How hard was it for you to reach the decision to supply heavy weapons to Ukraine?
Baerbock: Of course, in the weeks and months when nothing is fully certain, a government will work hard to determine its position and make its decisions. But we are responsible not only for our actions, but also for our inactions. Not supplying weapons would have meant abandoning Ukraine. The decision was not easy to take, but I believe it was the only right decision to make. At a time of injustice, shirking responsibility would have meant taking the side of the aggressor.
Has Russia changed how you believe one should interact with other autocrats in the world?
Baerbock: The struggle between liberal democracies and authoritarian regimes has been one of the top priorities on my agenda since the day I took office. But Russia should have opened the eyes of every last one of us. Complete economic dependence, especially on countries that do not share our values, are a security risk. Of course, an export nation cannot isolate itself in an interconnected world. But it is the task of politics, including security policy, to never again allow us to become so strongly dependent that we are not free to take our own political decisions.
Can Russia remain a member of the G20?
Baerbock: Conducting an exchange among the world’s leading economic nations is important, especially these days, as the effects of the war on the global economy, as well as on the prices of energy and food, can be seen very clearly. But during our G20 Presidency, we also indicated that we cannot sit down at a G20 table with countries that are destroying international law and the international peaceful order.
So will the G20 soon be the G19?
Baerbock: When a member of the G20 wants to destroy another country in this world with bombs, we cannot simply pretend that nothing happened and return to political business as usual. But, to exclude Russia from the G20, we need all of the other G19 countries on board. And not all other 19 countries have condemned this war of aggression that constitutes a breach of international law – first and foremost, China.
Do you expect that, now that Putin has cut off gas supplies to Poland and Bulgaria, it will be Germany’s turn soon?
Baerbock: In the sphere of energy security, too, we have since 24 February been preparing for all sorts of scenarios, together with our European partners. It is part of Putin’s method to try to divide Europe. Obviously, he did not expect us Europeans to take a united stand. We shouldn’t forget that Russia, too, is dependent on its fossil fuel exports.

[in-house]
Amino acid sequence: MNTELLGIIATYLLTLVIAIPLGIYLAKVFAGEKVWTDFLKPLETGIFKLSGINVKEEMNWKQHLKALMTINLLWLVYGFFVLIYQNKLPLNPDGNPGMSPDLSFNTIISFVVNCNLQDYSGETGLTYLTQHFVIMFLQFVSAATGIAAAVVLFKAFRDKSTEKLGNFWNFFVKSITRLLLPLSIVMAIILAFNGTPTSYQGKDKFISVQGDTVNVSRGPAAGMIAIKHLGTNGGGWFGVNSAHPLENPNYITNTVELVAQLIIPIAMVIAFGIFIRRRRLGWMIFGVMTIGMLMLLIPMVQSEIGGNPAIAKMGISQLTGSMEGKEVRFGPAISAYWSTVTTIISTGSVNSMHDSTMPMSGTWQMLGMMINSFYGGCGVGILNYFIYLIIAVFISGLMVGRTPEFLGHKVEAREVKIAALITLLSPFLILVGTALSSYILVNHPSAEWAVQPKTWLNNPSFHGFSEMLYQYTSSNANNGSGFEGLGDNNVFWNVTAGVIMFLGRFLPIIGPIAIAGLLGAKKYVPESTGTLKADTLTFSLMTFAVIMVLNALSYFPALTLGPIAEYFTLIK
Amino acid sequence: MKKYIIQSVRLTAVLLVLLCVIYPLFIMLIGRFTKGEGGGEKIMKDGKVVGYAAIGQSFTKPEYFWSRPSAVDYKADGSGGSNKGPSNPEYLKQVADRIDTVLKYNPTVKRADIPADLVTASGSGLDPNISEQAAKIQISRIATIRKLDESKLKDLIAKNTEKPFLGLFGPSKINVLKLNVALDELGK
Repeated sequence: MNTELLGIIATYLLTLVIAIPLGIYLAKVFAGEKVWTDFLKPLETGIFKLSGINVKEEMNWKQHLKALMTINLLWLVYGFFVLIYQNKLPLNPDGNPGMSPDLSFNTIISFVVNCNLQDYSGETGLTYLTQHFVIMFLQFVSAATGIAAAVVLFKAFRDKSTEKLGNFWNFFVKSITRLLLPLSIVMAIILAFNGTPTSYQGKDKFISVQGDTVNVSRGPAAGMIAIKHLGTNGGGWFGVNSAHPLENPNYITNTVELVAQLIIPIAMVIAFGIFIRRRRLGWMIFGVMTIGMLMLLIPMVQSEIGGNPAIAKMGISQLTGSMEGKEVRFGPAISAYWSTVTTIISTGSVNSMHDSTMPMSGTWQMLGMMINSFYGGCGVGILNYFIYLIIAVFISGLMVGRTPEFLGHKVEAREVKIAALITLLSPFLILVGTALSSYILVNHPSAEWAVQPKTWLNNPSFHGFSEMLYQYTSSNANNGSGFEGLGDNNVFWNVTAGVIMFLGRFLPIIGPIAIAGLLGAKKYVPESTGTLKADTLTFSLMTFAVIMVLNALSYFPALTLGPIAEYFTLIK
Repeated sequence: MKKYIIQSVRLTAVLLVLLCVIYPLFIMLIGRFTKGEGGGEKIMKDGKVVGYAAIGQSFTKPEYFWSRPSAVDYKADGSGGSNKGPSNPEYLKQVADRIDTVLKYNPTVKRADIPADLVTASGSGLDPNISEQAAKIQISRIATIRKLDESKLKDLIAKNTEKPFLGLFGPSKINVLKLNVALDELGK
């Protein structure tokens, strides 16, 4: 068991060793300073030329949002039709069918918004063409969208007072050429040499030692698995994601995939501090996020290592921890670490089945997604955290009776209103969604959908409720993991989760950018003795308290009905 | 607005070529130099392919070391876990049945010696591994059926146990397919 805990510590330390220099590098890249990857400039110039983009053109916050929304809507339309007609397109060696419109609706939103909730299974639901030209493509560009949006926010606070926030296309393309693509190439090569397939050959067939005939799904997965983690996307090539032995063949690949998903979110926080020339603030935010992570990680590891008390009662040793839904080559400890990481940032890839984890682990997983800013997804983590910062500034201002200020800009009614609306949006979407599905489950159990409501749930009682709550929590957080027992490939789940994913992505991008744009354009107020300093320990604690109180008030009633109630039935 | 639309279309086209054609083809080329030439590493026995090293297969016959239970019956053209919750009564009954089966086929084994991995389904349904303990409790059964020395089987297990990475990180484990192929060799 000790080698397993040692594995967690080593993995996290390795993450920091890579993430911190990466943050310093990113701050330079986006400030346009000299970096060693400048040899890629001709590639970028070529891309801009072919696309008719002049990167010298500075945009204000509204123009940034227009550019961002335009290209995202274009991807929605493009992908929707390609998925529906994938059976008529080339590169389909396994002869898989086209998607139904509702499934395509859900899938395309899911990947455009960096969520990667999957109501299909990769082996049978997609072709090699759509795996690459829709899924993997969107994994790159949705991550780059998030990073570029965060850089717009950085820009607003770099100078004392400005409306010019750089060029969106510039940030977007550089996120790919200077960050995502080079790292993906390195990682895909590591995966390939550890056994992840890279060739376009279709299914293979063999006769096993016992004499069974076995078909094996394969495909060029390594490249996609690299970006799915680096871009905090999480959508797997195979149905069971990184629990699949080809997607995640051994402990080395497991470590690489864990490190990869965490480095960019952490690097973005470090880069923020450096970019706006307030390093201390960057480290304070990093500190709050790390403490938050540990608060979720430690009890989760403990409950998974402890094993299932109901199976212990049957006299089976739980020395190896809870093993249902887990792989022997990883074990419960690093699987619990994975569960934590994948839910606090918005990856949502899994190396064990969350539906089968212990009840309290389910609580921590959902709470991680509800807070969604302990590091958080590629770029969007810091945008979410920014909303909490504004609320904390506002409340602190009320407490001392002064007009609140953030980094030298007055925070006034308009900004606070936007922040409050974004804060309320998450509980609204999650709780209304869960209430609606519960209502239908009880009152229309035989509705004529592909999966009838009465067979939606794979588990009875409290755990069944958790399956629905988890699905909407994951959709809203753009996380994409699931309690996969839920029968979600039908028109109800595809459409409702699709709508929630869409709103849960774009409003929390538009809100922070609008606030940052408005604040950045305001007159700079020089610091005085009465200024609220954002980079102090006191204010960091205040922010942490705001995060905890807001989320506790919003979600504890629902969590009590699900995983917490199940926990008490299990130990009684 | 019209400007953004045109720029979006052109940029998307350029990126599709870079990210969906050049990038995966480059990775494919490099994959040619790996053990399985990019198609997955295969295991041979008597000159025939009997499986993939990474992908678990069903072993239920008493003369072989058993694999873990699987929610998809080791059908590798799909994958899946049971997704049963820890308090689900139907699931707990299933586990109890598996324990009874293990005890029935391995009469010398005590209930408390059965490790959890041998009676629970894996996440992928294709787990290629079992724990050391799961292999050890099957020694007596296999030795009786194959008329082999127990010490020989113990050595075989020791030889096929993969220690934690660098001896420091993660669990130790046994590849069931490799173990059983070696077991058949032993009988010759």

For decades, there has been talk about reforming the UN Security Council. Nothing has happened. How can the nations with veto power and nuclear weapons – in particular the US, Russia and China, whose behaviour is marked by rivalry – be convinced to go along with a reform of the Council?
Baerbock: For some time, there have been proposals to restructure the UN Security Council in such a way that the body better reflects the world’s population – with a seat for Africa, for example. There is a great unwillingness to act on the part of the countries with veto power. There’s no need to gloss over things: in the present situation, a reform has become even less likely. That’s why it’s so important that, at the emergency special session of the UN General Assembly, 140 countries denounced Russia’s war of aggression and showed that the United Nations’ heart is beating strong.
But the UN Security Council is permanently deadlocked. Has it failed?
Baerbock: Right now, the UN Security Council is obviously not working. This is because Russia is currently breaking all of the rules that this Security Council was created to defend. After all, being a permanent member of the UN Security Council and having veto power is not only a privilege, but also brings with it responsibility to maintain world peace. In Ukraine, Russia is doing the opposite: it is assaulting world peace. Even though the United Nations are currently not in good shape, it is now up to us to defend international law; if we didn’t, we would be playing Putin’s game. Almost every country in the world has a stronger neighbour. The overwhelming majority of states therefore wants a strong United Nations that protects international peace and the rules-based order.
In this situation, do you believe Putin may decide to attack Moldova?
Baerbock: That is something we can by no means rule out. And it is one of the reasons why we, the Federal Government, decided to supplying Ukraine with heavy weapons. If we don’t draw red lines for Putin, the next conflict could take place even closer to our own borders.
Is the war in Ukraine a blueprint for China’s aim to take Taiwan?
Baerbock: I wouldn’t make that direct comparison. China thinks on a different timescale, and it has other possibilities, especially from an economic standpoint. But if we didn’t stand with Ukraine now, we would signal to other aggressors in the world that we will look the other way if you launch an attack on your neighbour. And that’s precisely what we’re not doing.
Interview: Moritz Döbler and Holger Möhle